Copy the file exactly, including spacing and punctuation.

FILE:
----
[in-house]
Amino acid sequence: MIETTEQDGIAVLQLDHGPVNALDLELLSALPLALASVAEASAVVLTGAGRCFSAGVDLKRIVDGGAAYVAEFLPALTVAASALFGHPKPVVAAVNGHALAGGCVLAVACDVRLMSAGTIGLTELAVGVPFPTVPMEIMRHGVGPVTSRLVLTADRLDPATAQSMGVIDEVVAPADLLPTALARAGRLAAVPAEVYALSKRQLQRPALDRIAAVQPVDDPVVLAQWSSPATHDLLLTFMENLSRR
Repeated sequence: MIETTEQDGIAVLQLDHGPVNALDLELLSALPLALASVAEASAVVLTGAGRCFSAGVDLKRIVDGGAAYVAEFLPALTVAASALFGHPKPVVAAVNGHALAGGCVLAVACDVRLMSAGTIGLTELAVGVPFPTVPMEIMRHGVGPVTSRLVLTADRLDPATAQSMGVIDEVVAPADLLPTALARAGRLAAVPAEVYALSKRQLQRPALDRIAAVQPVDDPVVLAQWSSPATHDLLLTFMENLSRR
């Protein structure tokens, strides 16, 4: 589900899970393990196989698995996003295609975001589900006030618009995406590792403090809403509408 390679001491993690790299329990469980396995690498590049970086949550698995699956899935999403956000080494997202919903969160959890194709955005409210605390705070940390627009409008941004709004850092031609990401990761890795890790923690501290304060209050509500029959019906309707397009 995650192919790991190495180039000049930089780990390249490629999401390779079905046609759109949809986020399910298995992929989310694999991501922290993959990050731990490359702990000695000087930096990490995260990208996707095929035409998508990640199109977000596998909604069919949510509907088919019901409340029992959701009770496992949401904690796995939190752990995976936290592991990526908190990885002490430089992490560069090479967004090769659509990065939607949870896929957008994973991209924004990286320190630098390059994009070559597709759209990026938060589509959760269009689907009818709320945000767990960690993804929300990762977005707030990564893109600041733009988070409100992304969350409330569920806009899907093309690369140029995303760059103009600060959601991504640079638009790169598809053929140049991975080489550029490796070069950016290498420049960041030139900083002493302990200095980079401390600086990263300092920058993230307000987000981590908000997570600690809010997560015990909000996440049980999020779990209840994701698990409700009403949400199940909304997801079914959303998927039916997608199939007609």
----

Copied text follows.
[in-house]
Amino acid sequence: MIETTEQDGIAVLQLDHGPVNALDLELLSALPLALASVAEASAVVLTGAGRCFSAGVDLKRIVDGGAAYVAEFLPALTVAASALFGHPKPVVAAVNGHALAGGCVLAVACDVRLMSAGTIGLTELAVGVPFPTVPMEIMRHGVGPVTSRLVLTADRLDPATAQSMGVIDEVVAPADLLPTALARAGRLAAVPAEVYALSKRQLQRPALDRIAAVQPVDDPVVLAQWSSPATHDLLLTFMENLSRR
Repeated sequence: MIETTEQDGIAVLQLDHGPVNALDLELLSALPLALASVAEASAVVLTGAGRCFSAGVDLKRIVDGGAAYVAEFLPALTVAASALFGHPKPVVAAVNGHALAGGCVLAVACDVRLMSAGTIGLTELAVGVPFPTVPMEIMRHGVGPVTSRLVLTADRLDPATAQSMGVIDEVVAPADLLPTALARAGRLAAVPAEVYALSKRQLQRPALDRIAAVQPVDDPVVLAQWSSPATHDLLLTFMENLSRR
């Protein structure tokens, strides 16, 4: 589900899970393990196989698995996003295609975001589900006030618009995406590792403090809403509408 390679001491993690790299329990469980396995690498590049970086949550698995699956899935999403956000080494997202919903969160959890194709955005409210605390705070940390627009409008941004709004850092031609990401990761890795890790923690501290304060209050509500029959019906309707397009 995650192919790991190495180039000049930089780990390249490629999401390779079905046609759109949809986020399910298995992929989310694999991501922290993959990050731990490359702990000695000087930096990490995260990208996707095929035409998508990640199109977000596998909604069919949510509907088919019901409340029992959701009770496992949401904690796995939190752990995976936290592991990526908190990885002490430089992490560069090479967004090769659509990065939607949870896929957008994973991209924004990286320190630098390059994009070559597709759209990026938060589509959760269009689907009818709320945000767990960690993804929300990762977005707030990564893109600041733009988070409100992304969350409330569920806009899907093309690369140029995303760059103009600060959601991504640079638009790169598809053929140049991975080489550029490796070069950016290498420049960041030139900083002493302990200095980079401390600086990263300092920058993230307000987000981590908000997570600690809010997560015990909000996440049980999020779990209840994701698990409700009403949400199940909304997801079914959303998927039916997608199939007609």